Wednesday, July 30, 2008
By Guy McCarthy
Everybody around here seems to have an answer to the question "Where were you at 11:42?"
The image above, created in 2001 by NASA/Goddard Space Flight Center, shows a part of the earth's crust that started trembling at 11:42 a.m. July 29 2008.
Visible are the Los Angeles metro region, San Diego, north Baja, the Transverse Range, the San Andreas Fault, the Salton Sea and a bit of the Colorado River. In the most obvious urbanized area, west of Cajon Pass and San Bernardino, lie the Chino Hills - epicenter for the 5.4-magnitude temblor.
What it felt like as it rumbled for 15 to 30 seconds depended on where you were.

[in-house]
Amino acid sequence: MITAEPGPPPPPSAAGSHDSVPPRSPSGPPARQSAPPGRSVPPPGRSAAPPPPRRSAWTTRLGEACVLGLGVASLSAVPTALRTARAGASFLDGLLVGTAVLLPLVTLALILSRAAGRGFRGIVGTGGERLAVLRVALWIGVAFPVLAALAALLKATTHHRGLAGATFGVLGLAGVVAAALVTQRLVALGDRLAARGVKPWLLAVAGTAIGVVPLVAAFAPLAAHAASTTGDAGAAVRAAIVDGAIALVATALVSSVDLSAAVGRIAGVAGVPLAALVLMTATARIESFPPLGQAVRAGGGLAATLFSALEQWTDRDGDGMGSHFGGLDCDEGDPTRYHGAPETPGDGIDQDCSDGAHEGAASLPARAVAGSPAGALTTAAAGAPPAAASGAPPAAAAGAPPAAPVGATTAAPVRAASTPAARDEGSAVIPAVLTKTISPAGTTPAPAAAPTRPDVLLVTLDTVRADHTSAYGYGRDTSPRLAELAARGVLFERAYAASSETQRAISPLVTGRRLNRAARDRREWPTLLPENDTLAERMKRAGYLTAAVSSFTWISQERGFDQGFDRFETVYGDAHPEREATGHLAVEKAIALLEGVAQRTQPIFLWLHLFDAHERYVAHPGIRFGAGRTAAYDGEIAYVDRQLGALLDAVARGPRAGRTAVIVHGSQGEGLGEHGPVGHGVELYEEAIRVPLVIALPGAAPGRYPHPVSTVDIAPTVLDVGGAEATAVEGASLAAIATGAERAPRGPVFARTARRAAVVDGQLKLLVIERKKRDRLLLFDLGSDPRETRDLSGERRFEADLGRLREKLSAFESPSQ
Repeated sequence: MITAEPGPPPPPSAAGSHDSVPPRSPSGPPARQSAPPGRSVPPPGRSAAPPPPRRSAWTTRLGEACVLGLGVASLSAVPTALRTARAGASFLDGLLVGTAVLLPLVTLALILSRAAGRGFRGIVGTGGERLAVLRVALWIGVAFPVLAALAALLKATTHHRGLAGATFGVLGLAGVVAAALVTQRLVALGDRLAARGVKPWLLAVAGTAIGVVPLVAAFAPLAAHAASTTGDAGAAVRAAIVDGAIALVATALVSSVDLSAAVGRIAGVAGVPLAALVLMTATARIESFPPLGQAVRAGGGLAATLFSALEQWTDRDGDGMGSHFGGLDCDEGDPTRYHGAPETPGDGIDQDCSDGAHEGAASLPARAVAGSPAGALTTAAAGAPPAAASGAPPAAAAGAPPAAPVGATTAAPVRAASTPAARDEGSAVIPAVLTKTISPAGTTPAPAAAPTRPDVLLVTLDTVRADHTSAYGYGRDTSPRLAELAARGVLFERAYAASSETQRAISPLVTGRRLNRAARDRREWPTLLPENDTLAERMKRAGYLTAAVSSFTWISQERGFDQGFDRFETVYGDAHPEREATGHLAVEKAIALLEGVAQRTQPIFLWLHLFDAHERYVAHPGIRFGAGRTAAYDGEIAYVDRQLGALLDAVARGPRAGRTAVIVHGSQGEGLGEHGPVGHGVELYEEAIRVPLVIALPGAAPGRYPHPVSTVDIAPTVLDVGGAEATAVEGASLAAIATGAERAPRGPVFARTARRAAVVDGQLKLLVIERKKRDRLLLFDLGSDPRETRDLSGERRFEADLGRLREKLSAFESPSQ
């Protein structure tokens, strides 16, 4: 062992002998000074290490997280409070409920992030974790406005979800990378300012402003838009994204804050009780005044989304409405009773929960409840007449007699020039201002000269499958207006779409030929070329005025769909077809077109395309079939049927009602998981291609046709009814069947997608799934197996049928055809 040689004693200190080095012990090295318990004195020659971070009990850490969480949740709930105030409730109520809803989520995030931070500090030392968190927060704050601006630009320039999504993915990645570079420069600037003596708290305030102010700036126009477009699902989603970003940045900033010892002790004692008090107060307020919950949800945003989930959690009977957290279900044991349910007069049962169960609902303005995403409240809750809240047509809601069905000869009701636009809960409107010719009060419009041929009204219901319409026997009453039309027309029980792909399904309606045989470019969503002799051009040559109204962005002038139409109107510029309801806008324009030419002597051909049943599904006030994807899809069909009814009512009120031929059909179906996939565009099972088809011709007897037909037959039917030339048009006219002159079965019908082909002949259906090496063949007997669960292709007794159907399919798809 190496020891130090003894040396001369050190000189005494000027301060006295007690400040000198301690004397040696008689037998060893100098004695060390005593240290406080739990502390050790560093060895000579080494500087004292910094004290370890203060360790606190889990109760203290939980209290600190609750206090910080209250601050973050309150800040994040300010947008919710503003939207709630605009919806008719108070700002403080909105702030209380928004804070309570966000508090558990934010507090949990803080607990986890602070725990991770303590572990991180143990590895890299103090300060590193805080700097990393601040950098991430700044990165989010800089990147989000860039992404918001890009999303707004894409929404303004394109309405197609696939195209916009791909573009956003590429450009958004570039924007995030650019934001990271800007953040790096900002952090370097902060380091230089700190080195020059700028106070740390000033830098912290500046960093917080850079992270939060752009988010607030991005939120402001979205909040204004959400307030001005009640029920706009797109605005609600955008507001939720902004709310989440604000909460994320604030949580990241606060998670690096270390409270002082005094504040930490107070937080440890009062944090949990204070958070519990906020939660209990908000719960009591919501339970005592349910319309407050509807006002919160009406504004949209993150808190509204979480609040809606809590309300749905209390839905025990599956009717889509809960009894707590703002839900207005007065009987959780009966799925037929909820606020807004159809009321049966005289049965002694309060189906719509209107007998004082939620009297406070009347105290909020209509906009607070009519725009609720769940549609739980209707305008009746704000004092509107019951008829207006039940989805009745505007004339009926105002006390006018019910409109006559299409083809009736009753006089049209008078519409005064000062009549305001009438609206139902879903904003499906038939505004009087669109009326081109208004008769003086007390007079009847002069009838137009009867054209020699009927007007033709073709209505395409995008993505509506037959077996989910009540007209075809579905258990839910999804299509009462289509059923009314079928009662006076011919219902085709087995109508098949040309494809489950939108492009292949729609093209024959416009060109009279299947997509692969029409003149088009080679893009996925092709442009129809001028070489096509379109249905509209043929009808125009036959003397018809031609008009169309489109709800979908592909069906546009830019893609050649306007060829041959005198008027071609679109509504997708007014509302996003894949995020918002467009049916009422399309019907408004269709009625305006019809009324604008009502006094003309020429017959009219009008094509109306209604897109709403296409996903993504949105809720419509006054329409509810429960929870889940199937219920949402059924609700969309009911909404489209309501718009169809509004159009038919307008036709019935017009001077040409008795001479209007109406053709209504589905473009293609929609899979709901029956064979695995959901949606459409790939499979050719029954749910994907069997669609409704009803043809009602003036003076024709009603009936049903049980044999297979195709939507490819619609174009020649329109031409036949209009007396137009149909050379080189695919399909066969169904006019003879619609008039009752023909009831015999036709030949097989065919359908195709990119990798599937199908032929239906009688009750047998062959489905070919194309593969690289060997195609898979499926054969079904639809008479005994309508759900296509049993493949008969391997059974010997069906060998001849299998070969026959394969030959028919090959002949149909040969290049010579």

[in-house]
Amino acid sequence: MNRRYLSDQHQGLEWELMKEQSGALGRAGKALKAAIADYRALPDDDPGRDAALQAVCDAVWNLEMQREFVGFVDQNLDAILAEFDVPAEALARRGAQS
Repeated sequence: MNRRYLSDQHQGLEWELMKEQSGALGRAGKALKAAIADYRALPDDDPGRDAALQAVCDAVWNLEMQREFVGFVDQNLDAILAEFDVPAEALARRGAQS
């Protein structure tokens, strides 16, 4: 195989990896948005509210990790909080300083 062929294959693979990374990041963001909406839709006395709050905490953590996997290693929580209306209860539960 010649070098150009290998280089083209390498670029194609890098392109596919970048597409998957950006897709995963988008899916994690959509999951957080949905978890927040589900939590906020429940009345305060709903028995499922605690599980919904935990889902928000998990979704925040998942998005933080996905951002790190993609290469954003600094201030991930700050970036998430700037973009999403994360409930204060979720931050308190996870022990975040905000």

This week I'm working night shifts at Parker Center, the aging Los Angeles Police Department headquarters in downtown L.A. When the quake struck Tuesday morning, I was at home sound asleep on the second story of a nearly 100-year-old house in an orange grove east of San Bernardino.
The grove itself is situated on a bed of alluvium - loose sediment borne out of the fault-riven, fault-raised mountains of the Transverse Range that includes the San Gabriels, San Bernardinos and San Jacintos.
In other words, like most of urbanized Southern California, the ground under the grove house is not bedrock. It's layers of eroded sand, pebbles and stones.
So no matter how ho-hum the temblor felt to some California old-timers, that 5.4 jolt about 30 miles west of my place made the second floor where I was sleeping shimmy like a belly dancer on stilts.
More on this later. I have another night shift at Parker Center and need to get some rest.